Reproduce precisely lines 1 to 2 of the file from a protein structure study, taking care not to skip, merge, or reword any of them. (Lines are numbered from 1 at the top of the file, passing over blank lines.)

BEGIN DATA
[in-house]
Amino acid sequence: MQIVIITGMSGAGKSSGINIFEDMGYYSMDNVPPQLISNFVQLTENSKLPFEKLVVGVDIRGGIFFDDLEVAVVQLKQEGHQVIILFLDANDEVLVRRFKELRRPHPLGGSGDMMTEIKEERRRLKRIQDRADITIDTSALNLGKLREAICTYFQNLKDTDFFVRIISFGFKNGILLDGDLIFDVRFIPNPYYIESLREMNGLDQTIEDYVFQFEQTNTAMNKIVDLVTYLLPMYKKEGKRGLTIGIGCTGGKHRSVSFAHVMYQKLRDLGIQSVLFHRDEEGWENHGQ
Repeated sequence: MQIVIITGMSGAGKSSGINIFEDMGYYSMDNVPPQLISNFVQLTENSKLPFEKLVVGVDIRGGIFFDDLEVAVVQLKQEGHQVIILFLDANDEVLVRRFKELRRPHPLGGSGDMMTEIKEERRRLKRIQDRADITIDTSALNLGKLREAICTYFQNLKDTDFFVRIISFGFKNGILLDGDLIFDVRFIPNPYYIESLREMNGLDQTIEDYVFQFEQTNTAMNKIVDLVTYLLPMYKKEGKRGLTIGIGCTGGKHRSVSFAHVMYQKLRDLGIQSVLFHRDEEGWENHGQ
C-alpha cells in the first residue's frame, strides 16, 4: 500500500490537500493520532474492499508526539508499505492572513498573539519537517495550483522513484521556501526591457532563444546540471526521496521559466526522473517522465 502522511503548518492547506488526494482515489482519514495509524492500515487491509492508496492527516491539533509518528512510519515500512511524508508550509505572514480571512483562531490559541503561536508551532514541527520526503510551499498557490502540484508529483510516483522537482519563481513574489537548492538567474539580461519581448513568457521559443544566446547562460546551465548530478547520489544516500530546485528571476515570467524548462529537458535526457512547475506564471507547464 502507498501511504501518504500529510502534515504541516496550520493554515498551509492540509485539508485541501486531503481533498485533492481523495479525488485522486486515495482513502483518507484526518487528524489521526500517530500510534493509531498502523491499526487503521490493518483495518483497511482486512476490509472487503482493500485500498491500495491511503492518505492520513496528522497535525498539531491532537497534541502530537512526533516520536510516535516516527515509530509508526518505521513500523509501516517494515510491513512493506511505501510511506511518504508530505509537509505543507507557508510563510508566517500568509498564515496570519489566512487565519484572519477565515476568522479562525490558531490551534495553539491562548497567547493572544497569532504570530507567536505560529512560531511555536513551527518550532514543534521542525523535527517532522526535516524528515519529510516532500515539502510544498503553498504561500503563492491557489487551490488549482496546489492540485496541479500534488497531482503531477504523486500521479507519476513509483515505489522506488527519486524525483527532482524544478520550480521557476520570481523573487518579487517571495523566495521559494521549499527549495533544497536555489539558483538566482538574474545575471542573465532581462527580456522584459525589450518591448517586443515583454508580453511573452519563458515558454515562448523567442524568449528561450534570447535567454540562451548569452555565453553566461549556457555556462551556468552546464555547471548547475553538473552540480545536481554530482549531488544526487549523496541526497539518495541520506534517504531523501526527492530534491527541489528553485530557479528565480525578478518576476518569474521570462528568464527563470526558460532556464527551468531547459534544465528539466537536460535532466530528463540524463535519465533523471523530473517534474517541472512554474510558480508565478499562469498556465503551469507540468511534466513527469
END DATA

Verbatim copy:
[in-house]
Amino acid sequence: MQIVIITGMSGAGKSSGINIFEDMGYYSMDNVPPQLISNFVQLTENSKLPFEKLVVGVDIRGGIFFDDLEVAVVQLKQEGHQVIILFLDANDEVLVRRFKELRRPHPLGGSGDMMTEIKEERRRLKRIQDRADITIDTSALNLGKLREAICTYFQNLKDTDFFVRIISFGFKNGILLDGDLIFDVRFIPNPYYIESLREMNGLDQTIEDYVFQFEQTNTAMNKIVDLVTYLLPMYKKEGKRGLTIGIGCTGGKHRSVSFAHVMYQKLRDLGIQSVLFHRDEEGWENHGQ